How It Works
The exact mechanisms by which Ashwagandha works are not entirely understood. However, its main active substances are alkaloids and steroidal lactones that are collectively known as withanolides. The withanolides are believed to be responsible for Ashwagandha’s physiological activity.
One of the known mechanisms of withanolides is the modulation of circulating levels monoamine oxidase and GABA in the brain. GABA is an amino acid that acts as an inhibitory neurotransmitter, countering to some extent the effects of the stimulatory neurotransmitter glutamate and thus serving as a natural tranquilizer.
Animal studies demonstrate that Ashwagandha enhances calmness without creating drowsiness as well as anti-depressant effects.
Ashwagandha is believed to promote the formation of dendrites. Dendrites are extensions of nerve cells that receive signals from other neurons. Increased dendrite formation is considered to be a marker of increased connectivity in the brain and is associated with enhanced cognition.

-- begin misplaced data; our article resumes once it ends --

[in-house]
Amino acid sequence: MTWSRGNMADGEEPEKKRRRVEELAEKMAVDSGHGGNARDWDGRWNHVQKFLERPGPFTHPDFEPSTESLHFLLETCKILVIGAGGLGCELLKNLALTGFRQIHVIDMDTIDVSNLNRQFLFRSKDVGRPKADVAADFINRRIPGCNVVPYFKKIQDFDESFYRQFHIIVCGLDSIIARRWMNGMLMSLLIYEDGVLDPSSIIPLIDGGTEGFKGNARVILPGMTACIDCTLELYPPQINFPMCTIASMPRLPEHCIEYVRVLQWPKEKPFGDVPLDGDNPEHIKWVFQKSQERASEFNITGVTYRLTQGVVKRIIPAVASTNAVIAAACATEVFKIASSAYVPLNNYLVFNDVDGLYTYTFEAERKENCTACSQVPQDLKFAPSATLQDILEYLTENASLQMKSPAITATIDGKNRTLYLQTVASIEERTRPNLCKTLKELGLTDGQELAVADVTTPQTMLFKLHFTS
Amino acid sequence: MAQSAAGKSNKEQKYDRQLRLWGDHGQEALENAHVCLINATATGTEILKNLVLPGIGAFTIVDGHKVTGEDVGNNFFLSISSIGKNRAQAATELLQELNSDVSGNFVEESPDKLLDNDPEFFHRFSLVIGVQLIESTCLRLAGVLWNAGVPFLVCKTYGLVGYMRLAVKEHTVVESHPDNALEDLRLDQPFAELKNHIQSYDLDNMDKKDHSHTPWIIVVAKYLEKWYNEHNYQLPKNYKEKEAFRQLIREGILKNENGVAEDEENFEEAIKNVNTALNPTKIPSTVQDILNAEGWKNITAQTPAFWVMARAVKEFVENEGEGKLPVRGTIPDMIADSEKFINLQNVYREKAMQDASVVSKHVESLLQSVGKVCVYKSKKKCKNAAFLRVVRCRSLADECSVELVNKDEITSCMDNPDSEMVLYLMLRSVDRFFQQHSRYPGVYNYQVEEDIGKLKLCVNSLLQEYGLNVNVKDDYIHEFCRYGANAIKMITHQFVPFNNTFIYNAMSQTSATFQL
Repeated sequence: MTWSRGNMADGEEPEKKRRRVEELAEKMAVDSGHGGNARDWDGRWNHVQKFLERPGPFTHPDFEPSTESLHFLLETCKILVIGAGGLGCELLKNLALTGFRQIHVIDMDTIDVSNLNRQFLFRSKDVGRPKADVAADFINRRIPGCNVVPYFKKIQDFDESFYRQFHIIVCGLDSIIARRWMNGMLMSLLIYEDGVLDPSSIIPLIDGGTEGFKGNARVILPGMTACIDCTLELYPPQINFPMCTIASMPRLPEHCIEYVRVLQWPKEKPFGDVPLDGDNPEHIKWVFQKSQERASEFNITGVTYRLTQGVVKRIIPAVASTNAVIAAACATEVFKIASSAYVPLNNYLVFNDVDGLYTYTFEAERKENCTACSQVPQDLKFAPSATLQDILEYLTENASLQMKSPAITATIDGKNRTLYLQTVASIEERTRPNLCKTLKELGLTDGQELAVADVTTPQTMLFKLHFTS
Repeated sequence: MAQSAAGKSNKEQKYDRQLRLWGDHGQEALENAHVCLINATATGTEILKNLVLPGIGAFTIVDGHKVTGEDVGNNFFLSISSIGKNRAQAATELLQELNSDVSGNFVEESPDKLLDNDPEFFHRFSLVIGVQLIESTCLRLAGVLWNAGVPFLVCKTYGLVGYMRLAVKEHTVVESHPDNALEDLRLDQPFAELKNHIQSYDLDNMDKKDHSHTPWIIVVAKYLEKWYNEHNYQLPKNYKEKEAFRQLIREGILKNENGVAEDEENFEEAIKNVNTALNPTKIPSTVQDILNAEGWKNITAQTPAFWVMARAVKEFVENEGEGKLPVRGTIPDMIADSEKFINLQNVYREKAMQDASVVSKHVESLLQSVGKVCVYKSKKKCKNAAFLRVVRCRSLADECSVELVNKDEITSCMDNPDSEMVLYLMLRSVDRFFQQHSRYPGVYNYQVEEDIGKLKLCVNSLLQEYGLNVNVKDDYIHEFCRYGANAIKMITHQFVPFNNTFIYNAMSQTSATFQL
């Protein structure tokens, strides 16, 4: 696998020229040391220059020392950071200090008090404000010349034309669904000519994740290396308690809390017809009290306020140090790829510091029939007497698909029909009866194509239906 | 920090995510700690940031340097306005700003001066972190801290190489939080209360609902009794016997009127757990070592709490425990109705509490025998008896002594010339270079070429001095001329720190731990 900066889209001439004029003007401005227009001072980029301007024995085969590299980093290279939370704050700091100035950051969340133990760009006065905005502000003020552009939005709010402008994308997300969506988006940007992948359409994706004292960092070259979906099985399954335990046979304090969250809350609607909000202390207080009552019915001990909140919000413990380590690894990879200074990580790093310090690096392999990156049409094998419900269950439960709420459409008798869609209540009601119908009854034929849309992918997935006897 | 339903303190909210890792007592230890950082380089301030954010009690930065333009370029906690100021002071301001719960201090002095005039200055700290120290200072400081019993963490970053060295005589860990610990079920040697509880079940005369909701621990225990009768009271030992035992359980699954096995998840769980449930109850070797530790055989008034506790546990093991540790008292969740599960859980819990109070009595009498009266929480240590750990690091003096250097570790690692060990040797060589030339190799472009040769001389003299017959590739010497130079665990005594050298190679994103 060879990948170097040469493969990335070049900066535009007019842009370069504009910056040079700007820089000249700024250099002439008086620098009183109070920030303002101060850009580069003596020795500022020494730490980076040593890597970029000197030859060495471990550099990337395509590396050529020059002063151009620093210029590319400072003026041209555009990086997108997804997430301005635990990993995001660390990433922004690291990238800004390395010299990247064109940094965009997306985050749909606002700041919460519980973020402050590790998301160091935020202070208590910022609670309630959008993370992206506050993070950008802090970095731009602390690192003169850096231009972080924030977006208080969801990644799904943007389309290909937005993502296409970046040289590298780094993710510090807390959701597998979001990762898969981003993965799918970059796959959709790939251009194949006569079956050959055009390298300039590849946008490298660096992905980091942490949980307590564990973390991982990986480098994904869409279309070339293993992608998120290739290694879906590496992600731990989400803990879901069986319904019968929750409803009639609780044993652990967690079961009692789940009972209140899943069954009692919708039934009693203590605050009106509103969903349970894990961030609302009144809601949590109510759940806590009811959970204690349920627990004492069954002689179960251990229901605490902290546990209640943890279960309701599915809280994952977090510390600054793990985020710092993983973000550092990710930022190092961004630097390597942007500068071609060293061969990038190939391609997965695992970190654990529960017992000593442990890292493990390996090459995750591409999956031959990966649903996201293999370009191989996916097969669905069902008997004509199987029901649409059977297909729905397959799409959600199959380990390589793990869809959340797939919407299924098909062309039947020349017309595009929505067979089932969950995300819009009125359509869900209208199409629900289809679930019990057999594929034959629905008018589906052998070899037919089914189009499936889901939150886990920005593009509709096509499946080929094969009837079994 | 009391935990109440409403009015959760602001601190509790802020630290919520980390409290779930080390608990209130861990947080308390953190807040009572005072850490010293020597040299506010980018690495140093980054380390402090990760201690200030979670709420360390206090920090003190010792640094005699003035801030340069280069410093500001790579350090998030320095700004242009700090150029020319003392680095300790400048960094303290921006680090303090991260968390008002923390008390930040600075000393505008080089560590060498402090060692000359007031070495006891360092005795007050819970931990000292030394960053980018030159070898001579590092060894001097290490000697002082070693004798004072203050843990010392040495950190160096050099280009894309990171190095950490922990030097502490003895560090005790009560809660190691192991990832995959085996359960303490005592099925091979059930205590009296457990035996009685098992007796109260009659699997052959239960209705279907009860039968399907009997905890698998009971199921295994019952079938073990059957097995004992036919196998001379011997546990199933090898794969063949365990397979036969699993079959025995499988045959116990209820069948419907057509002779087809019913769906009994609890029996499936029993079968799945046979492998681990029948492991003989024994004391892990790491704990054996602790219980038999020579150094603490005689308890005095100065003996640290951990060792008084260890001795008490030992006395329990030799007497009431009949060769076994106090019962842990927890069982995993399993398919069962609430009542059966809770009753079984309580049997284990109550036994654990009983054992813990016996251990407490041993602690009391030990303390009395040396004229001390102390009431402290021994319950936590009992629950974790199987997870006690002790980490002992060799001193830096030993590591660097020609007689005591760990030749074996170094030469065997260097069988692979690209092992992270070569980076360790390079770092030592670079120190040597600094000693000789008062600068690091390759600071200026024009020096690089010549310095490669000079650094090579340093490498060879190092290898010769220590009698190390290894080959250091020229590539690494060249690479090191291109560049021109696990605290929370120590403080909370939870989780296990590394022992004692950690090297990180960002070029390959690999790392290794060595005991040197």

The active withanolides in Ashwagandha are also believed to have substantial antioxidant properties. Antioxidants are chemical molecules that prevent potentially damaging oxidizing agents from affecting cells in the brain and body. Cells that have been affected by oxidation can turn into free radicals, molecules that scavenge and damage surrounding cells. The action of free radicals can trigger a chain reaction of cellular devastation that is strongly associated with aging and a variety of diseases, including Alzheimer’s disease.
Ashwagandha also appears to be an effective anti-inflammatory agent. Inflammation is implicated in a wide range of disorders, and many of Ashwagandha’s benefits are believed to be associated with its anti-inflammatory properties.
Ashwagandha should be taken with food.
Ashwagandha may increase the effects of tranquilizers, sedatives, or other anxiolytics, including alcohol and some nootropics.
It may also potentiate drugs taken to reduce blood pressure or regulate blood sugar, so use with caution if you’re taking other medications.